The Office of National Statistics, government, equality bodies and other organisations have all recognised that there is a problem with the Census statistics on religion. There is still confusion over what is being measured. Is it –
- What people believe?
- What people do because of their beliefs? (Practice/manifestation)
- How people loosely identify themselves? (Affiliation)
The leading question ‘What is your religion?’ meant that lots of people ticked the ‘Christian’ box even though they do not attend church and may not believe in any meaningful sense. See Our recommendation.
The Census data is used by government and other public authorities like the police and health services to work out what policy and services people need and how to target them to specific groups of people. What is needed for this is accurate statistics on practice as this is the only thing related to religion that should affect service provision. For example, loosely identifying with a particular belief system, rather than actively practising it, would not affect the way you access or experience a health service. See Examples of Census data use.
Despite this, after the 2001 Census, the figures collected were used to justify the following policies:
- Increase in the number of faith schools
- The continuation of collective worship in schools
- The public funding and support of ‘interfaith’ and faith-based organisations above the support offered to secular organisations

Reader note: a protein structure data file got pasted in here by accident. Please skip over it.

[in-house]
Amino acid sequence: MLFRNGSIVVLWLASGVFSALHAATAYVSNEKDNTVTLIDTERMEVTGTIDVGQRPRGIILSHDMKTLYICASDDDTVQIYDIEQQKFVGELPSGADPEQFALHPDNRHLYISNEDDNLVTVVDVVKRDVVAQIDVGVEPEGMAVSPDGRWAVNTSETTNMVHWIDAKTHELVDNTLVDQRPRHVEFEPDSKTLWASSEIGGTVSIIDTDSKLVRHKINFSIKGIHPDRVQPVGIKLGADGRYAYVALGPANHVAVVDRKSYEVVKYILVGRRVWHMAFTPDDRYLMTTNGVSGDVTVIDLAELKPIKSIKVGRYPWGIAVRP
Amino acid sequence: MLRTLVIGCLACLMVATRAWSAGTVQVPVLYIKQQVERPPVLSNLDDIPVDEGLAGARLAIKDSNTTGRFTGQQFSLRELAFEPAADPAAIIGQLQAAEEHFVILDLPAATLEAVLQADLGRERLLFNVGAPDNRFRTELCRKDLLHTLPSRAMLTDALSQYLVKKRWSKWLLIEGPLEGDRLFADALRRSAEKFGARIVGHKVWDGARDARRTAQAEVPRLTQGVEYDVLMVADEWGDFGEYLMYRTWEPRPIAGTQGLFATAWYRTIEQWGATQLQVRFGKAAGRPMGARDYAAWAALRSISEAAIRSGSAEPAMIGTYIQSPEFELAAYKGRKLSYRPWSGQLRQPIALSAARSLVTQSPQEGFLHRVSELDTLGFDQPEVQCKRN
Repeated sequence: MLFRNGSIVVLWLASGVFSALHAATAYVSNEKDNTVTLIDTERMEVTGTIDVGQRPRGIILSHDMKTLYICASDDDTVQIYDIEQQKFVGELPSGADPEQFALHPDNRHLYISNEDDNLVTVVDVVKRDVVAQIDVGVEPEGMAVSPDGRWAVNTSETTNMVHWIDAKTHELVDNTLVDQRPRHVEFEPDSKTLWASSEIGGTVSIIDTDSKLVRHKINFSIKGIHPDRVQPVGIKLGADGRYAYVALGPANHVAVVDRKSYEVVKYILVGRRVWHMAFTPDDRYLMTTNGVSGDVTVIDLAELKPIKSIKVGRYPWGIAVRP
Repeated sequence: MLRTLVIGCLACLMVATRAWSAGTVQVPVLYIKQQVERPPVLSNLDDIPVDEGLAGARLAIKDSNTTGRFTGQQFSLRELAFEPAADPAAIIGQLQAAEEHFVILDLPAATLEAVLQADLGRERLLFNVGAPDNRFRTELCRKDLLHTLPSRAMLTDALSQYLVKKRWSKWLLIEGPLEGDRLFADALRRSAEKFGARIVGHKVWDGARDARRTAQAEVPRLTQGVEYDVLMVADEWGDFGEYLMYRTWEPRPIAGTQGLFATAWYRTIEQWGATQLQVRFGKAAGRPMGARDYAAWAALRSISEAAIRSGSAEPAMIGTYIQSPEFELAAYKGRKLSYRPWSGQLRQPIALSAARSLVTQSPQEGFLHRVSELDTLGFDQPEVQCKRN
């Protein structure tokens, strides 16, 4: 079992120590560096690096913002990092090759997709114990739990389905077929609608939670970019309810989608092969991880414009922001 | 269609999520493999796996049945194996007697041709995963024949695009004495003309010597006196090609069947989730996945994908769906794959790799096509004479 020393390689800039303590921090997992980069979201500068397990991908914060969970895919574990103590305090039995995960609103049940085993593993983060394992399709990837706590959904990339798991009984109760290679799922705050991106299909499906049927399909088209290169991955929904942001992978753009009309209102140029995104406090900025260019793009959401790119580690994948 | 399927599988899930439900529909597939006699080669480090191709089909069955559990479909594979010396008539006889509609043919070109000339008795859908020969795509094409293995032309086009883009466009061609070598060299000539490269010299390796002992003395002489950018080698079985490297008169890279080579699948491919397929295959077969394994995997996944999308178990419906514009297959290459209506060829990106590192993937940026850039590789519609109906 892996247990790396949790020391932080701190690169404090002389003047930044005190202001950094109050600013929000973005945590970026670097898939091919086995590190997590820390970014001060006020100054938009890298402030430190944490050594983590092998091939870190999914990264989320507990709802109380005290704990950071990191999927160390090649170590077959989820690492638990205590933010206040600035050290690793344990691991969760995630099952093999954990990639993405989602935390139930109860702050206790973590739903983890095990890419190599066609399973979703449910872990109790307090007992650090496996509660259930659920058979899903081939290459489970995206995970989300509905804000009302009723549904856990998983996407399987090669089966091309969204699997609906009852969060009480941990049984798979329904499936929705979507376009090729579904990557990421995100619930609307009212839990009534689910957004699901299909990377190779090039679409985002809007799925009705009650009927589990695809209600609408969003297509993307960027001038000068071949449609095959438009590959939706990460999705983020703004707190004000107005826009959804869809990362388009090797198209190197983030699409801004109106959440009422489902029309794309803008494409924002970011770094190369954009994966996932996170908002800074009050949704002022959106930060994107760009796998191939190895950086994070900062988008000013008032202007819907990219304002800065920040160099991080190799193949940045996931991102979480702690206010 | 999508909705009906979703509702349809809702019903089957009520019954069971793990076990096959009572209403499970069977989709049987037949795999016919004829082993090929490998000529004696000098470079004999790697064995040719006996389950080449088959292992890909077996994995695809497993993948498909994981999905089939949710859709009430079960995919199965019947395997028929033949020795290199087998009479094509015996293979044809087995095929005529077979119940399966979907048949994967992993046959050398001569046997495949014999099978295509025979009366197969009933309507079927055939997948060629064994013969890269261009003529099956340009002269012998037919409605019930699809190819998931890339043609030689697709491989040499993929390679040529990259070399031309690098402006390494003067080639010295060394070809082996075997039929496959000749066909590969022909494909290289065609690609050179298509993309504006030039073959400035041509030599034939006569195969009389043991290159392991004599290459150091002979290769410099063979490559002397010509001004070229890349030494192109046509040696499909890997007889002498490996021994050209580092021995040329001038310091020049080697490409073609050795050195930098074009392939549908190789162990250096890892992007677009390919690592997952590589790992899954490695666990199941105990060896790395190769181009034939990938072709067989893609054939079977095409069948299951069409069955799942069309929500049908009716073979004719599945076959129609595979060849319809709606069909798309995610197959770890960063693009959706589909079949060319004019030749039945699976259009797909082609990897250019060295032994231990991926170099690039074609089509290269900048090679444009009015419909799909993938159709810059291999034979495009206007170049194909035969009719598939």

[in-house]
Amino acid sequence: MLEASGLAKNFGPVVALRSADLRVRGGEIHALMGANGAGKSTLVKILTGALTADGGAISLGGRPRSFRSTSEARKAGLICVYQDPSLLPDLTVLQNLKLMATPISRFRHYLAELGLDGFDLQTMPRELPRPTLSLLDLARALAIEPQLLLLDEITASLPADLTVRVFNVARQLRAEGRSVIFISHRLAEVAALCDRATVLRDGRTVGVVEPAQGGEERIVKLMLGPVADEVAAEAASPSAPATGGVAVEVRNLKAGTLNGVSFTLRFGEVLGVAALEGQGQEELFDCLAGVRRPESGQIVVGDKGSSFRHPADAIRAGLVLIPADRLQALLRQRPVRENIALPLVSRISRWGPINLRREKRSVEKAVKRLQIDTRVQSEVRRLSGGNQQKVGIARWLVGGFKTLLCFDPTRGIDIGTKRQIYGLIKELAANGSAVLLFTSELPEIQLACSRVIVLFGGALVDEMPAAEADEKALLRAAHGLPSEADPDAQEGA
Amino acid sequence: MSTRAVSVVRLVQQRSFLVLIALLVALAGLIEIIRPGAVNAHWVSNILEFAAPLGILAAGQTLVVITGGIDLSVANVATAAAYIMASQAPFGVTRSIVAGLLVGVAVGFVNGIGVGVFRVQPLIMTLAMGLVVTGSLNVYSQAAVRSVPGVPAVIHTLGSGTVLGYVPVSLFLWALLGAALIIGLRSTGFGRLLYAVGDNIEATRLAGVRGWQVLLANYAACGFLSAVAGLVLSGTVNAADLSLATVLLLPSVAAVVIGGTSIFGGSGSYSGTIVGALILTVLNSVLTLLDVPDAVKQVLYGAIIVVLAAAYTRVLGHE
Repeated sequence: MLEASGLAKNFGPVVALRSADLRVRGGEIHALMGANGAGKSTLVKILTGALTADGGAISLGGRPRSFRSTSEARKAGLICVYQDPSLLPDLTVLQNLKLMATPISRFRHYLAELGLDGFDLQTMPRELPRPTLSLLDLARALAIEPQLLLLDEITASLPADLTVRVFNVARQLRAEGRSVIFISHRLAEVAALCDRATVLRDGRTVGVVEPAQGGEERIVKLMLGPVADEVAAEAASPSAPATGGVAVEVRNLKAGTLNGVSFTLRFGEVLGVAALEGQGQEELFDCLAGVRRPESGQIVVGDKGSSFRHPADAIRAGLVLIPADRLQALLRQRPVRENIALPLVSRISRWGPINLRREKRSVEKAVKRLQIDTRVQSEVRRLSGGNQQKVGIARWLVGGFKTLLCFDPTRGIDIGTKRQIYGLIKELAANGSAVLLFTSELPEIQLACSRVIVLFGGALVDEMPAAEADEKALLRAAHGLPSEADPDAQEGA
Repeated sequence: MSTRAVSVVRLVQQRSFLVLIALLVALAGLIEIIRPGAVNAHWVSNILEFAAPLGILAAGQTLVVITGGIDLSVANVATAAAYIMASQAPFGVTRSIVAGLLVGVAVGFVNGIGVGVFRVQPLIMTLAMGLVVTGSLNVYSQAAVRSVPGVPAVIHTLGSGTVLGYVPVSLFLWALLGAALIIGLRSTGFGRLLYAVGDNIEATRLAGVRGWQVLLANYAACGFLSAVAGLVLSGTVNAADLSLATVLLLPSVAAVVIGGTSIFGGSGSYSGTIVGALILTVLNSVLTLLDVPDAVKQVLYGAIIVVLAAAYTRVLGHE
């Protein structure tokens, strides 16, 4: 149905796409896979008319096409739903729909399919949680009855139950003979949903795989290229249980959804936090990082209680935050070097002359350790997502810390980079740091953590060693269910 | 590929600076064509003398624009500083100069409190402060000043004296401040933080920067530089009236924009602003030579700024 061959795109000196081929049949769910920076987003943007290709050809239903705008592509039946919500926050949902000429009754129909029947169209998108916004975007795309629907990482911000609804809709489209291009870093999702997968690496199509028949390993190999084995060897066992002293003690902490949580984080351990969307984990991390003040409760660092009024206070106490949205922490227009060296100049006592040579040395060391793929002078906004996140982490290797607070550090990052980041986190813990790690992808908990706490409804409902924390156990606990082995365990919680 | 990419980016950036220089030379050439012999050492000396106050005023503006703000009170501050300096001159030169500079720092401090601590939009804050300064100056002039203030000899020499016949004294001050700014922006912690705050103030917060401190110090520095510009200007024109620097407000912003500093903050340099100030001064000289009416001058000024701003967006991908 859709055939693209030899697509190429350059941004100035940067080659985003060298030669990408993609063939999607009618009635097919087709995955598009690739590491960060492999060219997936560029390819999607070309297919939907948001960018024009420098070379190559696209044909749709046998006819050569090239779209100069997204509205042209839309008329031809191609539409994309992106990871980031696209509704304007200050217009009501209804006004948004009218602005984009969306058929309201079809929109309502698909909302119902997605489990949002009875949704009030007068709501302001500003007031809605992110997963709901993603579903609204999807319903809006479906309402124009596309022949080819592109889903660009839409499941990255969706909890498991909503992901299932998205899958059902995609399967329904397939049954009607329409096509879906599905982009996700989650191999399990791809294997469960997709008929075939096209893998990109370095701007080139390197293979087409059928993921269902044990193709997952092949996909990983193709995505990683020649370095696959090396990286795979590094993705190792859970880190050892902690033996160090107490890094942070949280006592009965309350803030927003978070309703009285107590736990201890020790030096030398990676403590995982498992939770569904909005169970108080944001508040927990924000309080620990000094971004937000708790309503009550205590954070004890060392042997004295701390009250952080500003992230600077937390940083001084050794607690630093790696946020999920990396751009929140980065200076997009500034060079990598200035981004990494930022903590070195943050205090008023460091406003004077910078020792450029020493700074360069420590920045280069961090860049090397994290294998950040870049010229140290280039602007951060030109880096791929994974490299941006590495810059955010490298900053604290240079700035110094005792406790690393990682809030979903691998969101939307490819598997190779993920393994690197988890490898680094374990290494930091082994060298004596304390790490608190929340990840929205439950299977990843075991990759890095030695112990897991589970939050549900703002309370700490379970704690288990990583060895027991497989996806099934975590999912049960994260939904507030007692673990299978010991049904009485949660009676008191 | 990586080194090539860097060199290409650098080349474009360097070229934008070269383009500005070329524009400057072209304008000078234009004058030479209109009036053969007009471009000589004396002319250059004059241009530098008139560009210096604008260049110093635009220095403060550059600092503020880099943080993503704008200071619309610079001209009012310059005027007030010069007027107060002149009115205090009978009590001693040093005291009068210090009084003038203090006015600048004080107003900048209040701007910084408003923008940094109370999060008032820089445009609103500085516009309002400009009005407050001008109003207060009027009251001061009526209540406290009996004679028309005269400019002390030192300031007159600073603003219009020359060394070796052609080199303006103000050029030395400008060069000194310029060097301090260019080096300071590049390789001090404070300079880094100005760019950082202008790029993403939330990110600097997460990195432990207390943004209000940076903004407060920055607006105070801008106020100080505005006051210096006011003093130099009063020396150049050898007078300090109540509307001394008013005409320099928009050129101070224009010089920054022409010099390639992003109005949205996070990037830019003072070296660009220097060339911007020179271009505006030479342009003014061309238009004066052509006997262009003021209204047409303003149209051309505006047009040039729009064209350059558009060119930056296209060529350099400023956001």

- Suggestions of an increase in the role of faith in Britain under the coalition government
- The appointments of government advisors on faith
- Contracting out public services to religious organisations
- Keeping the 26 Bishops in the House of Lords as of right
- Continued high number of hours dedicated to religious broadcasting
- Specific consultation at government and local level with ‘faith communities’ over and above other groups within society
- Continued privileges for religious groups in equality law and other legislation
Therefore, ticking ‘Christian’ when you are not a practising Christian can cause the misuse of inaccurate data, leading to an inflated focus on religion in public policy. By ticking Christian, you will be supporting an agenda that may affect you negatively in future. For example, you may loosely identify as Christian but not be ‘Christian enough’ to get into your local faith school, or you may find public services in your area taken over by religious organisations that ask you to practise in a way that is not appropriate for you.